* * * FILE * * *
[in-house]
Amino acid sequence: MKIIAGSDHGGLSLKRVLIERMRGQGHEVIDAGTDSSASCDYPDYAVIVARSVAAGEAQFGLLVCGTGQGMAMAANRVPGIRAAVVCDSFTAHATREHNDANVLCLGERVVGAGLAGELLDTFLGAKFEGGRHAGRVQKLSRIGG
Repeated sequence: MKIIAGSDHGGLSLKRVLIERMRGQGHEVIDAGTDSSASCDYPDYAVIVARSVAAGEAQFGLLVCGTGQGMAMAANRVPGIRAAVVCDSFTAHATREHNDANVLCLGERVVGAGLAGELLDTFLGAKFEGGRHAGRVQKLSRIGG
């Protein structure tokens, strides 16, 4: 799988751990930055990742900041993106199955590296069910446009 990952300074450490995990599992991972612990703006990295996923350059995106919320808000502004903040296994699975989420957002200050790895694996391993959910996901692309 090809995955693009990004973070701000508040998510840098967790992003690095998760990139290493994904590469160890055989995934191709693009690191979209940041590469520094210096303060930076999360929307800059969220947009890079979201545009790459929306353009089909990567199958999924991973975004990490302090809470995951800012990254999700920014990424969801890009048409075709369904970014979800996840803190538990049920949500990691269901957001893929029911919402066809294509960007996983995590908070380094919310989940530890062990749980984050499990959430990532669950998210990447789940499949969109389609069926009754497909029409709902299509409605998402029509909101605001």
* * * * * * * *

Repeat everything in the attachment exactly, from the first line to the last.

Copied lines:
[in-house]
Amino acid sequence: MKIIAGSDHGGLSLKRVLIERMRGQGHEVIDAGTDSSASCDYPDYAVIVARSVAAGEAQFGLLVCGTGQGMAMAANRVPGIRAAVVCDSFTAHATREHNDANVLCLGERVVGAGLAGELLDTFLGAKFEGGRHAGRVQKLSRIGG
Repeated sequence: MKIIAGSDHGGLSLKRVLIERMRGQGHEVIDAGTDSSASCDYPDYAVIVARSVAAGEAQFGLLVCGTGQGMAMAANRVPGIRAAVVCDSFTAHATREHNDANVLCLGERVVGAGLAGELLDTFLGAKFEGGRHAGRVQKLSRIGG
């Protein structure tokens, strides 16, 4: 799988751990930055990742900041993106199955590296069910446009 990952300074450490995990599992991972612990703006990295996923350059995106919320808000502004903040296994699975989420957002200050790895694996391993959910996901692309 090809995955693009990004973070701000508040998510840098967790992003690095998760990139290493994904590469160890055989995934191709693009690191979209940041590469520094210096303060930076999360929307800059969220947009890079979201545009790459929306353009089909990567199958999924991973975004990490302090809470995951800012990254999700920014990424969801890009048409075709369904970014979800996840803190538990049920949500990691269901957001893929029911919402066809294509960007996983995590908070380094919310989940530890062990749980984050499990959430990532669950998210990447789940499949969109389609069926009754497909029409709902299509409605998402029509909101605001």